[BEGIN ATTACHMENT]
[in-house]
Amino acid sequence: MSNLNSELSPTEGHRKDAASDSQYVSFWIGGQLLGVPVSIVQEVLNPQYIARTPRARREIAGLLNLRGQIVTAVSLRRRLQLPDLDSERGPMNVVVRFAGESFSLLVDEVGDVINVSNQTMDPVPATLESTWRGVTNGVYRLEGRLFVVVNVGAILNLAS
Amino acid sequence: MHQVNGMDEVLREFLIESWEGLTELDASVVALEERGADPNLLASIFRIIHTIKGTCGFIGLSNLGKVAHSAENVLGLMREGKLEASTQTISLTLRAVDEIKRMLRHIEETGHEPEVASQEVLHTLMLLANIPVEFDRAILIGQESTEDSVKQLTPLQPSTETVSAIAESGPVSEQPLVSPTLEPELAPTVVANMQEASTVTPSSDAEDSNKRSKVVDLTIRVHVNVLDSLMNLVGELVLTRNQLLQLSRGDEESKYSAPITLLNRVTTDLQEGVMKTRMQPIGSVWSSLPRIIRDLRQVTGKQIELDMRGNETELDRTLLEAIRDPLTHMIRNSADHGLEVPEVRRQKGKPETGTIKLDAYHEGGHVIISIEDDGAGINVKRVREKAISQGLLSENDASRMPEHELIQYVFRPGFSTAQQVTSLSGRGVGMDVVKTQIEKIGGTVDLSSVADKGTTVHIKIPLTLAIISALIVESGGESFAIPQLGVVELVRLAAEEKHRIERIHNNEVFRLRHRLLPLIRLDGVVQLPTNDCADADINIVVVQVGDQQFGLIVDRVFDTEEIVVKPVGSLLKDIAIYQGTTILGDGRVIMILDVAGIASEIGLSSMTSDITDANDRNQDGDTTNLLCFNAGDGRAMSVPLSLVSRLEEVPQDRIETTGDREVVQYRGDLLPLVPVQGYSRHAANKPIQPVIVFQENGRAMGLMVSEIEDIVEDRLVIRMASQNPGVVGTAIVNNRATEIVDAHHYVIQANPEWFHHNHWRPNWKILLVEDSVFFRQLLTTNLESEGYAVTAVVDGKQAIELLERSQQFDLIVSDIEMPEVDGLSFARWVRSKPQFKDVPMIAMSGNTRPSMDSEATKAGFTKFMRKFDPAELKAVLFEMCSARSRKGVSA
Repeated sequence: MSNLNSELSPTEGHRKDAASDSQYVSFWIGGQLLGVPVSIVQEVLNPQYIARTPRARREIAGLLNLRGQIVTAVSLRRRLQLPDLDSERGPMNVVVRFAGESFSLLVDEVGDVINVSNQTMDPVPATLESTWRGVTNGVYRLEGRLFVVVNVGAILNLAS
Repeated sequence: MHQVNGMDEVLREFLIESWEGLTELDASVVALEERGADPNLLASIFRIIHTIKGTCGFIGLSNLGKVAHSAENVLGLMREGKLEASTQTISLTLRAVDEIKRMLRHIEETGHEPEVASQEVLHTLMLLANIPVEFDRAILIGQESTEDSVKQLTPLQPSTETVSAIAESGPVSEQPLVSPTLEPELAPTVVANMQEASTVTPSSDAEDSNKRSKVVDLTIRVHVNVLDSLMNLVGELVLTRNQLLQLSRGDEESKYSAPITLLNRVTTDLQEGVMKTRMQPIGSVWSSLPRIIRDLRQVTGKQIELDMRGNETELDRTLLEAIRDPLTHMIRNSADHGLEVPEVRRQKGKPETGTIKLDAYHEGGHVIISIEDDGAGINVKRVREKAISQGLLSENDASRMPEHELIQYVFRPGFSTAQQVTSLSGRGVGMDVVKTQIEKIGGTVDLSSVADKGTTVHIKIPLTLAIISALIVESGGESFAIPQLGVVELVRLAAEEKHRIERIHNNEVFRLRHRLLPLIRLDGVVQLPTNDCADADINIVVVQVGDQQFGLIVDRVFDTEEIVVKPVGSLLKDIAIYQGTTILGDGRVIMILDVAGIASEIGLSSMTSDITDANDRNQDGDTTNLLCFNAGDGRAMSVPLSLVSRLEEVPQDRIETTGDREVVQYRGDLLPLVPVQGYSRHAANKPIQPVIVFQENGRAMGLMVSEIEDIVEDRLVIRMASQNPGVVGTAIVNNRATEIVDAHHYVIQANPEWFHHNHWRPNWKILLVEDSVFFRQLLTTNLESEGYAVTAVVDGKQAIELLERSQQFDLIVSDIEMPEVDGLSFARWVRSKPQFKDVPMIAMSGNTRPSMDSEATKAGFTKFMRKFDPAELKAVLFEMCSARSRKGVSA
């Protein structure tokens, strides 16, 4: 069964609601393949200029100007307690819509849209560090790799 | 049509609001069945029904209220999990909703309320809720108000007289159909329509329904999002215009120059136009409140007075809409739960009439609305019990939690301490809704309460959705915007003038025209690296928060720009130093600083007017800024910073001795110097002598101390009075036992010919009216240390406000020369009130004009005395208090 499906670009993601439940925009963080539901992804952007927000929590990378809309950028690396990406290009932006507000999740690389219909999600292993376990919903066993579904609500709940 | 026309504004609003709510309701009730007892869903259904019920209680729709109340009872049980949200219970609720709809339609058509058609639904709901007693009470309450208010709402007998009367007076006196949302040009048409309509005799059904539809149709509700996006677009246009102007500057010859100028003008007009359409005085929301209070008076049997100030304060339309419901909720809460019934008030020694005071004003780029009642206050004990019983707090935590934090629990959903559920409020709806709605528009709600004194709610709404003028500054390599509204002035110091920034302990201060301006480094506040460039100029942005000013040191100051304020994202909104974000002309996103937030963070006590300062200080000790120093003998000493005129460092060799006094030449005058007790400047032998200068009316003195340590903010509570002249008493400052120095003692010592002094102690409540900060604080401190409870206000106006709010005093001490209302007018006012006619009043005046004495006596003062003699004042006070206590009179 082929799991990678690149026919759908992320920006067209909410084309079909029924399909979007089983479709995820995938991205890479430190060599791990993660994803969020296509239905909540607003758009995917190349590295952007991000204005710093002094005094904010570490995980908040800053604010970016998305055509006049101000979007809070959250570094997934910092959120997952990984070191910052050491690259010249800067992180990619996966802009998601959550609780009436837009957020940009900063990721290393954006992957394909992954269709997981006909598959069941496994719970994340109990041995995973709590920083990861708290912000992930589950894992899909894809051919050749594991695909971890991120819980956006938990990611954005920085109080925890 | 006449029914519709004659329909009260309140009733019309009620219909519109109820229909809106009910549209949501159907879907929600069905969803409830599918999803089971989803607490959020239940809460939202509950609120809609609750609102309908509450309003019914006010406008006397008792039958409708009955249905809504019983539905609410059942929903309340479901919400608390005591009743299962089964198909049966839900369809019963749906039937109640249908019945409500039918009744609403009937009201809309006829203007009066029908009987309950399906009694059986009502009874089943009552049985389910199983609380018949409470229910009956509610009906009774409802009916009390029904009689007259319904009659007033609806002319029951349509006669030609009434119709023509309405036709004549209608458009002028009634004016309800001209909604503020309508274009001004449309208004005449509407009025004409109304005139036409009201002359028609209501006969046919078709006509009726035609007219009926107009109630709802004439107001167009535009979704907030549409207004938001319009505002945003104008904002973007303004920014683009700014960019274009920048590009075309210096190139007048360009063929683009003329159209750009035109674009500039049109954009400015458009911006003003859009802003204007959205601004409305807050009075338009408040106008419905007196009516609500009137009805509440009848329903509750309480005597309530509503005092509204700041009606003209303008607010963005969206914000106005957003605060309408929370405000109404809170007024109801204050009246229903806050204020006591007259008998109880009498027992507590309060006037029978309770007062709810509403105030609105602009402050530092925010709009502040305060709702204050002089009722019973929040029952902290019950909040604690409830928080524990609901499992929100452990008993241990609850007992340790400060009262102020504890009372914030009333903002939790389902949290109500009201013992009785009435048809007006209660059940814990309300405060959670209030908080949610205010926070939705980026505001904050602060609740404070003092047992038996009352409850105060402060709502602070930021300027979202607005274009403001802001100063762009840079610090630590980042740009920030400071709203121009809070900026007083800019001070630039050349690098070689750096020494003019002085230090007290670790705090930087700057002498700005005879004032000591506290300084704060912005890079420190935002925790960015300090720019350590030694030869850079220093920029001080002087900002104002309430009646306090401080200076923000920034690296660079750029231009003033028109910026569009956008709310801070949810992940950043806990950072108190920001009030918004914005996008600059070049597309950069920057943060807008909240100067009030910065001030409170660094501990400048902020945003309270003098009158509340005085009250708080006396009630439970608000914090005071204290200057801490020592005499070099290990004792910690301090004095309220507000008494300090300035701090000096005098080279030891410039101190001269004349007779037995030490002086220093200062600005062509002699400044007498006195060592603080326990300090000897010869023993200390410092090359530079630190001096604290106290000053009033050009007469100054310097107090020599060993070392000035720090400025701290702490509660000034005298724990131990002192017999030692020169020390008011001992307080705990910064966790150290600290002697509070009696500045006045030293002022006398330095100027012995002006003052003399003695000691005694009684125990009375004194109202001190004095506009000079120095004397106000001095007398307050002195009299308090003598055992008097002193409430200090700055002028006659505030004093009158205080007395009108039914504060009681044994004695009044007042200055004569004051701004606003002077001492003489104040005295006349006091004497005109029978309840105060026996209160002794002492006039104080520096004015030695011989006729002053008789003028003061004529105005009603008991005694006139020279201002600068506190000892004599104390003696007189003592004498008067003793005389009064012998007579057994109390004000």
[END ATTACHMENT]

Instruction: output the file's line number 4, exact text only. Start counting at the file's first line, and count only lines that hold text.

Repeated sequence: MSNLNSELSPTEGHRKDAASDSQYVSFWIGGQLLGVPVSIVQEVLNPQYIARTPRARREIAGLLNLRGQIVTAVSLRRRLQLPDLDSERGPMNVVVRFAGESFSLLVDEVGDVINVSNQTMDPVPATLESTWRGVTNGVYRLEGRLFVVVNVGAILNLAS